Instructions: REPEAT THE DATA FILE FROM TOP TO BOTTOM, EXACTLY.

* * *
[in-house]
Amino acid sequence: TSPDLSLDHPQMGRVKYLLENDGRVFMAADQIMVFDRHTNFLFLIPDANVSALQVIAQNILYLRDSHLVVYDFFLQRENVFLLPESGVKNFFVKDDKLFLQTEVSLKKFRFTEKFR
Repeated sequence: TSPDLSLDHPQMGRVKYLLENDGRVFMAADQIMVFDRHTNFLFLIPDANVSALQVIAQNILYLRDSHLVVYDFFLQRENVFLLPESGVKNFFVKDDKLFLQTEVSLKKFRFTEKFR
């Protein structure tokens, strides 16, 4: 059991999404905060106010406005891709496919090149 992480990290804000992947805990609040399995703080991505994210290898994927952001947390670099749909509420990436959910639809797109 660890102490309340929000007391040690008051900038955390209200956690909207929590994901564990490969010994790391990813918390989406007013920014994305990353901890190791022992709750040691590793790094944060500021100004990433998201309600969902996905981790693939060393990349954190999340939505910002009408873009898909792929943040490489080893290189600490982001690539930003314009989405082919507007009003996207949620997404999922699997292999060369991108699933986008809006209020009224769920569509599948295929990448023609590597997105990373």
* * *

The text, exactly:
[in-house]
Amino acid sequence: TSPDLSLDHPQMGRVKYLLENDGRVFMAADQIMVFDRHTNFLFLIPDANVSALQVIAQNILYLRDSHLVVYDFFLQRENVFLLPESGVKNFFVKDDKLFLQTEVSLKKFRFTEKFR
Repeated sequence: TSPDLSLDHPQMGRVKYLLENDGRVFMAADQIMVFDRHTNFLFLIPDANVSALQVIAQNILYLRDSHLVVYDFFLQRENVFLLPESGVKNFFVKDDKLFLQTEVSLKKFRFTEKFR
């Protein structure tokens, strides 16, 4: 059991999404905060106010406005891709496919090149 992480990290804000992947805990609040399995703080991505994210290898994927952001947390670099749909509420990436959910639809797109 660890102490309340929000007391040690008051900038955390209200956690909207929590994901564990490969010994790391990813918390989406007013920014994305990353901890190791022992709750040691590793790094944060500021100004990433998201309600969902996905981790693939060393990349954190999340939505910002009408873009898909792929943040490489080893290189600490982001690539930003314009989405082919507007009003996207949620997404999922699997292999060369991108699933986008809006209020009224769920569509599948295929990448023609590597997105990373």